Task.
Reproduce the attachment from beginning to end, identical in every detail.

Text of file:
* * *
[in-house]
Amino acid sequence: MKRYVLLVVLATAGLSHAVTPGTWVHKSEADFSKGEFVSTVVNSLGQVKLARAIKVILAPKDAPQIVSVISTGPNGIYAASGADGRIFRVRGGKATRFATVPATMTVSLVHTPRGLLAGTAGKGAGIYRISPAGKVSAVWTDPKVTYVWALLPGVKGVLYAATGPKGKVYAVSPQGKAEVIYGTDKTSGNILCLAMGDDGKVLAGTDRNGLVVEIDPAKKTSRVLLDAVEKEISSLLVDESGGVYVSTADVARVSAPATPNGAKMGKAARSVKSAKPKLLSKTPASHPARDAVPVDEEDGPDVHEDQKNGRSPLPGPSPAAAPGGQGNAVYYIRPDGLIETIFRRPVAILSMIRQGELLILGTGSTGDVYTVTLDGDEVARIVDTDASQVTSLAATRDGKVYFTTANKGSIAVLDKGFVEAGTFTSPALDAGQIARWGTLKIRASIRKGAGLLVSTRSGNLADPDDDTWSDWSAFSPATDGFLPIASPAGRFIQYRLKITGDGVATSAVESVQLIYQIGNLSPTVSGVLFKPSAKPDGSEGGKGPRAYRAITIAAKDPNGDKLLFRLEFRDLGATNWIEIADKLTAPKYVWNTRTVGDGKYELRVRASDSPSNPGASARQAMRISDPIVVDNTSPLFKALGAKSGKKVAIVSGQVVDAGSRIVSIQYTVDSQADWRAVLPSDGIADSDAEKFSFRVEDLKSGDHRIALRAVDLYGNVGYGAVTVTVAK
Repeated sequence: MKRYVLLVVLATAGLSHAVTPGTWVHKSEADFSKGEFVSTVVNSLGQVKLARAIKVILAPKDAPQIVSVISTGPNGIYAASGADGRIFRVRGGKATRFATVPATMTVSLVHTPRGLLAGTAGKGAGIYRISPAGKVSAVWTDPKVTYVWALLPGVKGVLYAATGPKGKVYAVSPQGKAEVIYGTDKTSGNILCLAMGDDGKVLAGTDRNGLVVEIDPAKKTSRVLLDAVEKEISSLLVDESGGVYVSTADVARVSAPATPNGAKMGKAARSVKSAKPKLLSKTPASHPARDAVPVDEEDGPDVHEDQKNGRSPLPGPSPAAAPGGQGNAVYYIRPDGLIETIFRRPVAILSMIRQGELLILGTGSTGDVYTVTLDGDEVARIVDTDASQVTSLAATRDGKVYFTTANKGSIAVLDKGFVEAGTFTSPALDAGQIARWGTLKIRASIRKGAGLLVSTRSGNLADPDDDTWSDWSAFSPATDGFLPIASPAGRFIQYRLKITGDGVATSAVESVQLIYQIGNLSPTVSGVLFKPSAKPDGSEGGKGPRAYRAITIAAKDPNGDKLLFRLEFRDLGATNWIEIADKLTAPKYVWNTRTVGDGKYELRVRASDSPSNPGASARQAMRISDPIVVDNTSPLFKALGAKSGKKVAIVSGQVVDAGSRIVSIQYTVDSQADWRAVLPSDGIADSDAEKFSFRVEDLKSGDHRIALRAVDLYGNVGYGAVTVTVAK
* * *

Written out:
[in-house]
Amino acid sequence: MKRYVLLVVLATAGLSHAVTPGTWVHKSEADFSKGEFVSTVVNSLGQVKLARAIKVILAPKDAPQIVSVISTGPNGIYAASGADGRIFRVRGGKATRFATVPATMTVSLVHTPRGLLAGTAGKGAGIYRISPAGKVSAVWTDPKVTYVWALLPGVKGVLYAATGPKGKVYAVSPQGKAEVIYGTDKTSGNILCLAMGDDGKVLAGTDRNGLVVEIDPAKKTSRVLLDAVEKEISSLLVDESGGVYVSTADVARVSAPATPNGAKMGKAARSVKSAKPKLLSKTPASHPARDAVPVDEEDGPDVHEDQKNGRSPLPGPSPAAAPGGQGNAVYYIRPDGLIETIFRRPVAILSMIRQGELLILGTGSTGDVYTVTLDGDEVARIVDTDASQVTSLAATRDGKVYFTTANKGSIAVLDKGFVEAGTFTSPALDAGQIARWGTLKIRASIRKGAGLLVSTRSGNLADPDDDTWSDWSAFSPATDGFLPIASPAGRFIQYRLKITGDGVATSAVESVQLIYQIGNLSPTVSGVLFKPSAKPDGSEGGKGPRAYRAITIAAKDPNGDKLLFRLEFRDLGATNWIEIADKLTAPKYVWNTRTVGDGKYELRVRASDSPSNPGASARQAMRISDPIVVDNTSPLFKALGAKSGKKVAIVSGQVVDAGSRIVSIQYTVDSQADWRAVLPSDGIADSDAEKFSFRVEDLKSGDHRIALRAVDLYGNVGYGAVTVTVAK
Repeated sequence: MKRYVLLVVLATAGLSHAVTPGTWVHKSEADFSKGEFVSTVVNSLGQVKLARAIKVILAPKDAPQIVSVISTGPNGIYAASGADGRIFRVRGGKATRFATVPATMTVSLVHTPRGLLAGTAGKGAGIYRISPAGKVSAVWTDPKVTYVWALLPGVKGVLYAATGPKGKVYAVSPQGKAEVIYGTDKTSGNILCLAMGDDGKVLAGTDRNGLVVEIDPAKKTSRVLLDAVEKEISSLLVDESGGVYVSTADVARVSAPATPNGAKMGKAARSVKSAKPKLLSKTPASHPARDAVPVDEEDGPDVHEDQKNGRSPLPGPSPAAAPGGQGNAVYYIRPDGLIETIFRRPVAILSMIRQGELLILGTGSTGDVYTVTLDGDEVARIVDTDASQVTSLAATRDGKVYFTTANKGSIAVLDKGFVEAGTFTSPALDAGQIARWGTLKIRASIRKGAGLLVSTRSGNLADPDDDTWSDWSAFSPATDGFLPIASPAGRFIQYRLKITGDGVATSAVESVQLIYQIGNLSPTVSGVLFKPSAKPDGSEGGKGPRAYRAITIAAKDPNGDKLLFRLEFRDLGATNWIEIADKLTAPKYVWNTRTVGDGKYELRVRASDSPSNPGASARQAMRISDPIVVDNTSPLFKALGAKSGKKVAIVSGQVVDAGSRIVSIQYTVDSQADWRAVLPSDGIADSDAEKFSFRVEDLKSGDHRIALRAVDLYGNVGYGAVTVTVAK